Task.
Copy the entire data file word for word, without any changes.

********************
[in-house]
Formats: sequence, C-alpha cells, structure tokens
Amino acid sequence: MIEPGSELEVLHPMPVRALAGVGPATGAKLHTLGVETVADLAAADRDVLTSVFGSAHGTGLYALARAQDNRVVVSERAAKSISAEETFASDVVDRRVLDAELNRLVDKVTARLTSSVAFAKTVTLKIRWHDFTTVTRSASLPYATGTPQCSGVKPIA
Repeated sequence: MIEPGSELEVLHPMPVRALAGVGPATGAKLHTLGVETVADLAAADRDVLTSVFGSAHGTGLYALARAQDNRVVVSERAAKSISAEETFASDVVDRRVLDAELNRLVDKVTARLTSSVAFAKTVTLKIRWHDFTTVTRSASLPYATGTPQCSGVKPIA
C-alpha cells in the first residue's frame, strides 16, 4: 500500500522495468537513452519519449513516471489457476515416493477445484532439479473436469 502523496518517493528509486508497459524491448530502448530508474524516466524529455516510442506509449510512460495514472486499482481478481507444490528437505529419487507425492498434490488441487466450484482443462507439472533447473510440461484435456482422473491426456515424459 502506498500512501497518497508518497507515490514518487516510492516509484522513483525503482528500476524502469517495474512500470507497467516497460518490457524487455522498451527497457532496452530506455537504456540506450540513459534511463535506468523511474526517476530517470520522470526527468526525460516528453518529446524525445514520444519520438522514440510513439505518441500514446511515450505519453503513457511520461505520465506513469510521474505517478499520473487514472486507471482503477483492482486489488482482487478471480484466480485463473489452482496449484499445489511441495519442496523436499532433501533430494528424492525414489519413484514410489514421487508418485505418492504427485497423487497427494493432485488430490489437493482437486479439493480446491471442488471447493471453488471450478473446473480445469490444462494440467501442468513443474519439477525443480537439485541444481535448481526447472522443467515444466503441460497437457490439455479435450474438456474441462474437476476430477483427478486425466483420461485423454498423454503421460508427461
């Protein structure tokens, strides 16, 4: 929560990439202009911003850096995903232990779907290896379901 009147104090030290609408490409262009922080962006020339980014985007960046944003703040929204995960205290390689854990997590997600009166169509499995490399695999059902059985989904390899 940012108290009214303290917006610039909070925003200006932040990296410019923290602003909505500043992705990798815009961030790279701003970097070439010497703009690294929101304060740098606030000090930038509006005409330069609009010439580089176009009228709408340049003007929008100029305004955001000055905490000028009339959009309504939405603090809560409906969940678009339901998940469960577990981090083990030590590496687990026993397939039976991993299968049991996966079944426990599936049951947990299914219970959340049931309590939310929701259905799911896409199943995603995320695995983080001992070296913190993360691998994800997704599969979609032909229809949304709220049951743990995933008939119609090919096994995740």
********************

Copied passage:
[in-house]
Formats: sequence, C-alpha cells, structure tokens
Amino acid sequence: MIEPGSELEVLHPMPVRALAGVGPATGAKLHTLGVETVADLAAADRDVLTSVFGSAHGTGLYALARAQDNRVVVSERAAKSISAEETFASDVVDRRVLDAELNRLVDKVTARLTSSVAFAKTVTLKIRWHDFTTVTRSASLPYATGTPQCSGVKPIA
Repeated sequence: MIEPGSELEVLHPMPVRALAGVGPATGAKLHTLGVETVADLAAADRDVLTSVFGSAHGTGLYALARAQDNRVVVSERAAKSISAEETFASDVVDRRVLDAELNRLVDKVTARLTSSVAFAKTVTLKIRWHDFTTVTRSASLPYATGTPQCSGVKPIA
C-alpha cells in the first residue's frame, strides 16, 4: 500500500522495468537513452519519449513516471489457476515416493477445484532439479473436469 502523496518517493528509486508497459524491448530502448530508474524516466524529455516510442506509449510512460495514472486499482481478481507444490528437505529419487507425492498434490488441487466450484482443462507439472533447473510440461484435456482422473491426456515424459 502506498500512501497518497508518497507515490514518487516510492516509484522513483525503482528500476524502469517495474512500470507497467516497460518490457524487455522498451527497457532496452530506455537504456540506450540513459534511463535506468523511474526517476530517470520522470526527468526525460516528453518529446524525445514520444519520438522514440510513439505518441500514446511515450505519453503513457511520461505520465506513469510521474505517478499520473487514472486507471482503477483492482486489488482482487478471480484466480485463473489452482496449484499445489511441495519442496523436499532433501533430494528424492525414489519413484514410489514421487508418485505418492504427485497423487497427494493432485488430490489437493482437486479439493480446491471442488471447493471453488471450478473446473480445469490444462494440467501442468513443474519439477525443480537439485541444481535448481526447472522443467515444466503441460497437457490439455479435450474438456474441462474437476476430477483427478486425466483420461485423454498423454503421460508427461
């Protein structure tokens, strides 16, 4: 929560990439202009911003850096995903232990779907290896379901 009147104090030290609408490409262009922080962006020339980014985007960046944003703040929204995960205290390689854990997590997600009166169509499995490399695999059902059985989904390899 940012108290009214303290917006610039909070925003200006932040990296410019923290602003909505500043992705990798815009961030790279701003970097070439010497703009690294929101304060740098606030000090930038509006005409330069609009010439580089176009009228709408340049003007929008100029305004955001000055905490000028009339959009309504939405603090809560409906969940678009339901998940469960577990981090083990030590590496687990026993397939039976991993299968049991996966079944426990599936049951947990299914219970959340049931309590939310929701259905799911896409199943995603995320695995983080001992070296913190993360691998994800997704599969979609032909229809949304709220049951743990995933008939119609090919096994995740």